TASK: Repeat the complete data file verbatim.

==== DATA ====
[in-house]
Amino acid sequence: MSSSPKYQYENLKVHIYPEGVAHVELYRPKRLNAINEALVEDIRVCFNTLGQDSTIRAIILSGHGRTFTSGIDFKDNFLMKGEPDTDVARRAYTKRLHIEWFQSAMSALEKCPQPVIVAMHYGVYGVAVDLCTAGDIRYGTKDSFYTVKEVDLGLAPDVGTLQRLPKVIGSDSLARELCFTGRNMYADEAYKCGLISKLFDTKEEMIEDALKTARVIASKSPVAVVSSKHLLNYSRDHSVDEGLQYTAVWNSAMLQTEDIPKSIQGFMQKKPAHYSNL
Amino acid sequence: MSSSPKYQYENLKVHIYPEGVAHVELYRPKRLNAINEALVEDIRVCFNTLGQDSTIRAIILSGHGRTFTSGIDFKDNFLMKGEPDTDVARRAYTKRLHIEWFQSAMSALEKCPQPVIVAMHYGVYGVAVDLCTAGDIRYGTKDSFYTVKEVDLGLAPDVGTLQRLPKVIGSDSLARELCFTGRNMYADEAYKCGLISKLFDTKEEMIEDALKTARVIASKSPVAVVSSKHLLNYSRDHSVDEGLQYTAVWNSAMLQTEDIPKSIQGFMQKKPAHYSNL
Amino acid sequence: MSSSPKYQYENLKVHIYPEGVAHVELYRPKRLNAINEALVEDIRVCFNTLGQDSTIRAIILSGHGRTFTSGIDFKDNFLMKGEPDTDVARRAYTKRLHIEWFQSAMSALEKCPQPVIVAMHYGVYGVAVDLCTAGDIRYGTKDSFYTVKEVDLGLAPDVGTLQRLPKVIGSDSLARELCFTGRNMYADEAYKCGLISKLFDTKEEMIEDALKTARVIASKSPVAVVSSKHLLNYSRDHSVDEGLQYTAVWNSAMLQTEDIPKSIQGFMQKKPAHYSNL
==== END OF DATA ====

[in-house]
Amino acid sequence: MSSSPKYQYENLKVHIYPEGVAHVELYRPKRLNAINEALVEDIRVCFNTLGQDSTIRAIILSGHGRTFTSGIDFKDNFLMKGEPDTDVARRAYTKRLHIEWFQSAMSALEKCPQPVIVAMHYGVYGVAVDLCTAGDIRYGTKDSFYTVKEVDLGLAPDVGTLQRLPKVIGSDSLARELCFTGRNMYADEAYKCGLISKLFDTKEEMIEDALKTARVIASKSPVAVVSSKHLLNYSRDHSVDEGLQYTAVWNSAMLQTEDIPKSIQGFMQKKPAHYSNL
Amino acid sequence: MSSSPKYQYENLKVHIYPEGVAHVELYRPKRLNAINEALVEDIRVCFNTLGQDSTIRAIILSGHGRTFTSGIDFKDNFLMKGEPDTDVARRAYTKRLHIEWFQSAMSALEKCPQPVIVAMHYGVYGVAVDLCTAGDIRYGTKDSFYTVKEVDLGLAPDVGTLQRLPKVIGSDSLARELCFTGRNMYADEAYKCGLISKLFDTKEEMIEDALKTARVIASKSPVAVVSSKHLLNYSRDHSVDEGLQYTAVWNSAMLQTEDIPKSIQGFMQKKPAHYSNL
Amino acid sequence: MSSSPKYQYENLKVHIYPEGVAHVELYRPKRLNAINEALVEDIRVCFNTLGQDSTIRAIILSGHGRTFTSGIDFKDNFLMKGEPDTDVARRAYTKRLHIEWFQSAMSALEKCPQPVIVAMHYGVYGVAVDLCTAGDIRYGTKDSFYTVKEVDLGLAPDVGTLQRLPKVIGSDSLARELCFTGRNMYADEAYKCGLISKLFDTKEEMIEDALKTARVIASKSPVAVVSSKHLLNYSRDHSVDEGLQYTAVWNSAMLQTEDIPKSIQGFMQKKPAHYSNL